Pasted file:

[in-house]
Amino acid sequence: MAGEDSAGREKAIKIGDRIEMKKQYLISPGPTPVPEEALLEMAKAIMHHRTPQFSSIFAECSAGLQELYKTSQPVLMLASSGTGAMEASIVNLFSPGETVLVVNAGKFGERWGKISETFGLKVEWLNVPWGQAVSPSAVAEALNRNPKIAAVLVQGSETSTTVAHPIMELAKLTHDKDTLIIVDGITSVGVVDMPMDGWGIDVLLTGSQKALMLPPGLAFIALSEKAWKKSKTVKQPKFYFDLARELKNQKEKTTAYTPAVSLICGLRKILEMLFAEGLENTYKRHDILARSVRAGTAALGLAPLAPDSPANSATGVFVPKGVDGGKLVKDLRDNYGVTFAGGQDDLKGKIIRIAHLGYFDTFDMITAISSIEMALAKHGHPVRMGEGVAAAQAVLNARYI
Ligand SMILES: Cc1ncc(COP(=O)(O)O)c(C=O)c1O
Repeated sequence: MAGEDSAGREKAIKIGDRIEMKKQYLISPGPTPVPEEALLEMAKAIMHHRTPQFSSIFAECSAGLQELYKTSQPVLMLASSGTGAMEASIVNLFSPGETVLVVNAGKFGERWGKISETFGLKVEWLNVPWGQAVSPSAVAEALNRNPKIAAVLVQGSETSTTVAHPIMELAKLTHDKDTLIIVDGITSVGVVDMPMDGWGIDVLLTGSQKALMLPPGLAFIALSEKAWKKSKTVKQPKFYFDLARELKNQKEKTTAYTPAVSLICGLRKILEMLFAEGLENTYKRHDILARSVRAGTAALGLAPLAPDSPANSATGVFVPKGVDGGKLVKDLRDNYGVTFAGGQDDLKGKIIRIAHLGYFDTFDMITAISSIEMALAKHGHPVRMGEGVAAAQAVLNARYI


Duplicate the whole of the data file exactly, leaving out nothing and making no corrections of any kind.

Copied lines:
[in-house]
Amino acid sequence: MAGEDSAGREKAIKIGDRIEMKKQYLISPGPTPVPEEALLEMAKAIMHHRTPQFSSIFAECSAGLQELYKTSQPVLMLASSGTGAMEASIVNLFSPGETVLVVNAGKFGERWGKISETFGLKVEWLNVPWGQAVSPSAVAEALNRNPKIAAVLVQGSETSTTVAHPIMELAKLTHDKDTLIIVDGITSVGVVDMPMDGWGIDVLLTGSQKALMLPPGLAFIALSEKAWKKSKTVKQPKFYFDLARELKNQKEKTTAYTPAVSLICGLRKILEMLFAEGLENTYKRHDILARSVRAGTAALGLAPLAPDSPANSATGVFVPKGVDGGKLVKDLRDNYGVTFAGGQDDLKGKIIRIAHLGYFDTFDMITAISSIEMALAKHGHPVRMGEGVAAAQAVLNARYI
Ligand SMILES: Cc1ncc(COP(=O)(O)O)c(C=O)c1O
Repeated sequence: MAGEDSAGREKAIKIGDRIEMKKQYLISPGPTPVPEEALLEMAKAIMHHRTPQFSSIFAECSAGLQELYKTSQPVLMLASSGTGAMEASIVNLFSPGETVLVVNAGKFGERWGKISETFGLKVEWLNVPWGQAVSPSAVAEALNRNPKIAAVLVQGSETSTTVAHPIMELAKLTHDKDTLIIVDGITSVGVVDMPMDGWGIDVLLTGSQKALMLPPGLAFIALSEKAWKKSKTVKQPKFYFDLARELKNQKEKTTAYTPAVSLICGLRKILEMLFAEGLENTYKRHDILARSVRAGTAALGLAPLAPDSPANSATGVFVPKGVDGGKLVKDLRDNYGVTFAGGQDDLKGKIIRIAHLGYFDTFDMITAISSIEMALAKHGHPVRMGEGVAAAQAVLNARYI